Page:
Like most people, there is a fairly predictable pattern I follow on a day-to-day basis.
On most mornings, I get up, go through the motions of personal preparation, head down to the kitchen to make my coffee, then load into the truck to take my son to school. My office is just across the street from the high school, so once I’ve dropped him off, I head directly to the office to get about the business of the day. This is standard operating procedure for every weekday but Friday.
There is nothing energetic or exciting about the execution of these activities. I try to have a happy heart and an attitude of gratitude. But most mornings, it takes effort to maintain enough focus to just go through the motions.
If I’m honest, I’m not terribly excited to be awake at 0-dark-thirty. The anticipation of the demands of the day create more anxiety than energy. On some mornings, a blithe indifference feels like a solid win. Don’t misunderstand. I love my life and I love my job. But we all have moments and seasons when we feel like we’ve fallen into a rut and life seems mechanical and bland.
Friday is my day off. I still go through the motions of every other weekday, but rather than heading to the office after leaving my son at the school, I head back to the house. This deviation from the norm allows for a slight adjustment to our morning routine. On Fridays, the baby of the family, our 90-pound goldendoodle, Evie, gets to ride along.
I am convinced Evie knows when it is Friday. On most days, Evie is just as lethargic as the rest of the family. Most of her mornings are spent lying on the couch watching us plod around the house.
On Fridays, however, she prances around the house like a princess, never getting more than a few inches from my side. But the greatest indicator that Evie knows it is Friday comes when I tell my son that it’s time to “go.”
When she hears the word “go,” Evie bolts for the door like lightning. She sits with her nose only inches away from the door, squirming with anticipation. When I open the door, she pushes past me into the garage. She sits impatiently between my feet, and I can feel the tension in her body. The energy is palpable.
As we walk to the truck, she gets the “zoomies,” meaning she runs erratically around me doing circles as she goes. Finally, she jumps into the truck, taking her seat up front and in the middle, looking attentively at the road ahead, ready to enjoy her weekly ride.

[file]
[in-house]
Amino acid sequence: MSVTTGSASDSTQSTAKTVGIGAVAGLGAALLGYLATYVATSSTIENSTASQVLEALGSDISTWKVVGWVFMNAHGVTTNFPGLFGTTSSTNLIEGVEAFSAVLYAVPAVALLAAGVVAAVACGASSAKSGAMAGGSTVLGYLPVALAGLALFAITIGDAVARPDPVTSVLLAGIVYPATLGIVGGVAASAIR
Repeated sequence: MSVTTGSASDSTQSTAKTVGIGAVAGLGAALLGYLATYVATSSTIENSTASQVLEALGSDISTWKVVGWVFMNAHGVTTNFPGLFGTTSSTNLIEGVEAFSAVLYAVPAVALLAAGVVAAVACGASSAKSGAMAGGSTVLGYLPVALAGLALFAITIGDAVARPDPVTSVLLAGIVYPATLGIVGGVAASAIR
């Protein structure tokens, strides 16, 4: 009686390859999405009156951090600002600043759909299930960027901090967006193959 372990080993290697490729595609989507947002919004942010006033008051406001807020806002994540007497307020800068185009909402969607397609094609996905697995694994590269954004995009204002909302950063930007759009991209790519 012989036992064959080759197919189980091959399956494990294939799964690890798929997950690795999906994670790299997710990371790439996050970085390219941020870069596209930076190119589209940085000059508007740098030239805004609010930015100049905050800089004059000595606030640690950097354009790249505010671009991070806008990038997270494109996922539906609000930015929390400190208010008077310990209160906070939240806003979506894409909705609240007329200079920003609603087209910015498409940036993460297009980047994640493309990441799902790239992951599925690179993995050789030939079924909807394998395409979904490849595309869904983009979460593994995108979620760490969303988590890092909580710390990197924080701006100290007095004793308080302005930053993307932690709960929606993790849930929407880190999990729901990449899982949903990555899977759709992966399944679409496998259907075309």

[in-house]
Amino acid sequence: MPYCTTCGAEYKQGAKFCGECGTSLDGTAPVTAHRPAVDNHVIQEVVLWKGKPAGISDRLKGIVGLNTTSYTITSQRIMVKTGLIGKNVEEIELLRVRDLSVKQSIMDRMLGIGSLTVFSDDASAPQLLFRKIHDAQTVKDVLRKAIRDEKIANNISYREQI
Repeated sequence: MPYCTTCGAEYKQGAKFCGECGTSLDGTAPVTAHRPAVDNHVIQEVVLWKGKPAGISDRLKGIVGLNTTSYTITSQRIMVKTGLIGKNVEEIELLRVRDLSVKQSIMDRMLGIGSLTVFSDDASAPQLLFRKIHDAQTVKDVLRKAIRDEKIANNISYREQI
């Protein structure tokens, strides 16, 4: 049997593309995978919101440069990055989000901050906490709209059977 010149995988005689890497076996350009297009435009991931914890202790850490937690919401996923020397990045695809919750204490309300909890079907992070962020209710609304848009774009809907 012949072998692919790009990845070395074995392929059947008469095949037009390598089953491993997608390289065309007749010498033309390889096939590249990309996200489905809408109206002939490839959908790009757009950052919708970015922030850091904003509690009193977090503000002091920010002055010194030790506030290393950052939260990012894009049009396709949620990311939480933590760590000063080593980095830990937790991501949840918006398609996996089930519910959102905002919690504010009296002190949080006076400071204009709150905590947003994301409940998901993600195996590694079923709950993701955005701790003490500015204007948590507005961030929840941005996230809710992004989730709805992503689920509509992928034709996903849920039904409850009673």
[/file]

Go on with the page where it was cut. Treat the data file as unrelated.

Her energy is contagious. She makes the morning something more than it otherwise would be. It’s impossible to observe her excitement and not smile and feel just a little better about the day before you.
I wish I was as excited about anything in my life as my dog is about her Friday morning rides in the truck. She gets so much joy from something that is incredibly mundane and ordinary. She reminds me that there are blessings in the simple things, the everyday and ordinary, if we are willing to open our eyes and see them.
2 Corinthians 9:8 reads, “God is able to bless you abundantly so that in all things at all times, having all that you need, you will abound in every good work.”
Every day we draw breath is a precious gift from God. On the very best of days, God is good and God is blessing you. On most difficult and dark days, God is good and God is blessing you.
Interestingly enough, in my own experience, it is easy enough to see blessings in good and bad times but difficult to see them in the flow of the status quo. But the blessings of God are there for us to experience every day.
Every day I wake up to the sound of my alarm clock in the morning and face the potential of a new day is a blessing from God. Every day I brew a fresh pot of coffee and enjoy the goodness of God’s creation is a blessing from God. And every day I climb into my truck and drive off to do the work God has placed before me is a blessing from God.
Thank God for Fridays and my little furry princess that reminds me that every day is full of blessings from God, even and especially in the little things.
The Rev. Jeremy Myers is the lead pastor of First Baptist Church in Seymour. Read his blog at jeremysmyers.com. Send comments to [email protected]